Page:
RAAF Centenary Timeline
Battle of El Alamein – October 1942
The Australian 9th Division have made famous the battles at El Alamein and the North Africa campaign amongst the Australian public, but the work of the RAAF in the First Battle of El Alamein is scarcely mentioned.
The Desert Air Force (DAF), established in late 1941, was hugely important in the success of the Allied offensive at El Alamein. At its peak, DAF comprised of over 1,500 combat aircraft from Squadrons all over the globe including South Africa, the United States, Poland and indeed Australia. No. 3 Squadron RAAF was in fact the most successful of any DAF squadron, logging 25,663 flight hours and scoring 217 kills across their World War II service.[i]
Ground crew from No. 3 Squadron stand atop a damaged Vichy French Air Force, Liore et Olivier 451 twin engined light bomber at the Rayak airfield, Syria
No. 450 and 451 Squadrons were also among the ranks of the DAF, with No. 450 Squadron contributing 16 Kittyhawks to the Force.[ii] No. 3 Squadron also provided 16 Kittyhawks.[iii] The Australian squadrons flew 1442 missions, claimed 8.5 enemy aircraft and probably destroyed a further 10 during the 34-day air campaign.[iv] Their work was costly however, as they lost 20 aircraft and 16 pilots.[v]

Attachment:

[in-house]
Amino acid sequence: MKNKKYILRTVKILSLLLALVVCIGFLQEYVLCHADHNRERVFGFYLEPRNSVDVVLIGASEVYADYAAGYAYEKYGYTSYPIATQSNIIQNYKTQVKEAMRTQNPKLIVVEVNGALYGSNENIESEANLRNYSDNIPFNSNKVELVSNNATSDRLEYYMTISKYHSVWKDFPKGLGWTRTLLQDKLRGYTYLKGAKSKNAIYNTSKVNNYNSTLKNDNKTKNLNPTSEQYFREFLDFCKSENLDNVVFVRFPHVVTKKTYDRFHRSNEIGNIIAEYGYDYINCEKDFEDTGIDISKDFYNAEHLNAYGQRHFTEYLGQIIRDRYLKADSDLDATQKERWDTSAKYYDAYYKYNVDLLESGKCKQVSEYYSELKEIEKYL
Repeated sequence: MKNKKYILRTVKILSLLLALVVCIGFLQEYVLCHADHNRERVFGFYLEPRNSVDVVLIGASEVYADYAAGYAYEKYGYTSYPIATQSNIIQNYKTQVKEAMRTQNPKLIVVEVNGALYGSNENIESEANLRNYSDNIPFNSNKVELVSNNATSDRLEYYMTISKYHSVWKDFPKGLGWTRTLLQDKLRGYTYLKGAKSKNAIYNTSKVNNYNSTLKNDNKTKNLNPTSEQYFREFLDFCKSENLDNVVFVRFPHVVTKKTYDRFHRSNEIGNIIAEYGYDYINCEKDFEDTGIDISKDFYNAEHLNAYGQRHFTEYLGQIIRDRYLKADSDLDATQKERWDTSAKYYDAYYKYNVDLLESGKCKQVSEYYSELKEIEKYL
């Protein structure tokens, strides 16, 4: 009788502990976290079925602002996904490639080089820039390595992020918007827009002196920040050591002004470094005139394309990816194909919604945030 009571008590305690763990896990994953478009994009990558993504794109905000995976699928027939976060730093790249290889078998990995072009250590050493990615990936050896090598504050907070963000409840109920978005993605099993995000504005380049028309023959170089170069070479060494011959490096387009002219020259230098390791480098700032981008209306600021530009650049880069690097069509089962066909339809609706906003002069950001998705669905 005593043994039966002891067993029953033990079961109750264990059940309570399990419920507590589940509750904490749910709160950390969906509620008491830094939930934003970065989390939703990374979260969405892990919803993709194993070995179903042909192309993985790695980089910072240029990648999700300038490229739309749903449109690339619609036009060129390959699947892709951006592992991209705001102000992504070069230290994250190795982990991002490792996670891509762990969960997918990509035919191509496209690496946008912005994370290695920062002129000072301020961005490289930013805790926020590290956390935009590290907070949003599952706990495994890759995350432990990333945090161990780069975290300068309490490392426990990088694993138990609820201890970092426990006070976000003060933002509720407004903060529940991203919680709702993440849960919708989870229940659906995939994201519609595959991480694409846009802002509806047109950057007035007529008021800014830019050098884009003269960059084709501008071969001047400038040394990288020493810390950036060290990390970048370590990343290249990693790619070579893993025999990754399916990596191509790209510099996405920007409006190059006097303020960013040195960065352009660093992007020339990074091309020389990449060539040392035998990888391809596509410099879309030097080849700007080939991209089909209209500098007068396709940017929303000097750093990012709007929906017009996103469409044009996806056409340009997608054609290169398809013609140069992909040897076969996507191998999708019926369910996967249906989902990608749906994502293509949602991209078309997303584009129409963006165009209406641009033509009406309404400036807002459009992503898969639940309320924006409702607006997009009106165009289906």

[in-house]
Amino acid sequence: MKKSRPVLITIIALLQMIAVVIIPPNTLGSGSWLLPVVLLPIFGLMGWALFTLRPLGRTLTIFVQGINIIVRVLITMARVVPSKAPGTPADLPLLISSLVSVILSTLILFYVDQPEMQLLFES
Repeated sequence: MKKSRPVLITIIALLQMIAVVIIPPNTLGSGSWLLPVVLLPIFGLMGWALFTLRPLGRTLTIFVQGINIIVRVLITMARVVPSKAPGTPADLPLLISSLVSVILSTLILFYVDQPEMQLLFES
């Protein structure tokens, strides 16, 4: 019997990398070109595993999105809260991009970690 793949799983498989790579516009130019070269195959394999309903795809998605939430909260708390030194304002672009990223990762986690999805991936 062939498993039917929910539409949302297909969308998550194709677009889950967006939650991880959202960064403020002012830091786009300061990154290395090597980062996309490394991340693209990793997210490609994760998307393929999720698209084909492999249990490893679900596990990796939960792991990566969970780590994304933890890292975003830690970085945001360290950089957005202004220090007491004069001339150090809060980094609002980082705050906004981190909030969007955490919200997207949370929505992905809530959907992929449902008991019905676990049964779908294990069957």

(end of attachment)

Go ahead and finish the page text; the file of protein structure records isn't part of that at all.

Members of No. 450 Squadron inscribe some ‘famous last words’ on a bomb being loaded into a Kittyhawk: “With love from the lads”
The DAF were lauded for their ability to compliment the troops on the ground while maintaining superiority over the Luftwaffe in the air. “It would be difficult for me to pay adequate tribute to the work and achievements of the Desert Air Force,” said Field Marshal Bernard Montgomery, Commander of the Eighth Army, “…the DAF and the Eighth Army…were one great fighting machine working with a single purpose.”[vi] The Australians contributed just 2% of the aircraft that made up the DAF, but their impact was proportionately significant. Their track record as successful airmen meant they were entrusted with important escort and advance operations,[vii] and they more than held their own against a well trained and experienced Luftwaffe.
[i] Barnes, N 2000, The RAAF and the Flying Squadrons, Allen & Unwin, St Leonards, p. 23.
[ii] National Archive London AIR 23 / 6200 APPENDIX "C", R.A.F. Operations in the Western Desert and Eastern Mediterranean, 18th November 1941 to 19th May 1942.
[iv] Air Power Development Centre 2012, Pathfinder: Air Power Development Centre Bulletin, ‘The RAAF At El Alamein’, No. 186.